Pro Tip: Before you buy a new or even used book, see if the bookstore allows rentals. Many times, you can rent these for a fraction of the purchase price AND you can still highlight and take notes. Win-win!

6. Managing your time

Life in college can be vastly different than anything in your life up to this point. The rigid structure of high school and bell schedules is long gone. From managing your personal time to sleep, do chores, and hangout with friends, to going to class, studying, and doing other assignments, it can be hard not to get overwhelmed!

If you’re able to master the art of managing your time for studying, work, and your personal life early on in the semester you will feel better come the end of the semester and things get even more crazy. Dedicating the right amount of time to your education, work commitments, socializing, and of course, just for yourself is critical and will ensure you get the most out of each. Sure, your student years will involve social events with your friends, but at the end of the day it’s all about balance. Tipping the scales too far to one side can have dramatic effects on the other. Try a few different things to find what works for you to make sure that you are leaving enough time for all the important things in you life, but sometimes you might just have to say “no”.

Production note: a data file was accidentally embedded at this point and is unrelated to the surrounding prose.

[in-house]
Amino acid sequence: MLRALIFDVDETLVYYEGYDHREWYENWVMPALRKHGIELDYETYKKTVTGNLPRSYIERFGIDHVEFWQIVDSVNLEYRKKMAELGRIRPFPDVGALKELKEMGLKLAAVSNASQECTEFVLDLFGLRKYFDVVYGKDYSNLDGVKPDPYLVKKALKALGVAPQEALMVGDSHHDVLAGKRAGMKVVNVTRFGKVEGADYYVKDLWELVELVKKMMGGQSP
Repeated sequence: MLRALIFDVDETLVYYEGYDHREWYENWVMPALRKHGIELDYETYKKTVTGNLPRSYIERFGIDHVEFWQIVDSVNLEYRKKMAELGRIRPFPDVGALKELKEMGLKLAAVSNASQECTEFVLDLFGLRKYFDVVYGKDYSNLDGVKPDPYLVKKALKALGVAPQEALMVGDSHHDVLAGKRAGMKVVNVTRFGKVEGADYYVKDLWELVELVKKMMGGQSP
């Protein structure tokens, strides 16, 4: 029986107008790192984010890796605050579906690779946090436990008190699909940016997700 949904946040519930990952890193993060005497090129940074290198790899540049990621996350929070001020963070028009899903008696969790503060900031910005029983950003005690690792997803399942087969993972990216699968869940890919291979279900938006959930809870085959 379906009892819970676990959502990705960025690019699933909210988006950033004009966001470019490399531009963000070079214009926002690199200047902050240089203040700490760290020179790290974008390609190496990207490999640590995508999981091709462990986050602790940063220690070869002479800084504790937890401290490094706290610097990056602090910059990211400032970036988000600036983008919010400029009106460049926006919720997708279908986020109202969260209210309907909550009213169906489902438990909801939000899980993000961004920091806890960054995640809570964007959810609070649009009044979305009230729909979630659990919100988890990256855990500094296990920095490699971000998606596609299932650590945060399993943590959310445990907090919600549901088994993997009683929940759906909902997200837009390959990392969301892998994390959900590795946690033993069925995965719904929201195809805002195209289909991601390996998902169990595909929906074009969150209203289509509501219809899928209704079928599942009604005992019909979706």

Pro Tip: Try to pick your classes on block days so other days are left open for studying, a part-time job, or fun stuff. For example, look for classes on Mondays, Wednesdays, and Fridays only, leaving you able to do other things on Tuesdays and Thursdays!

7. Remember to have fun!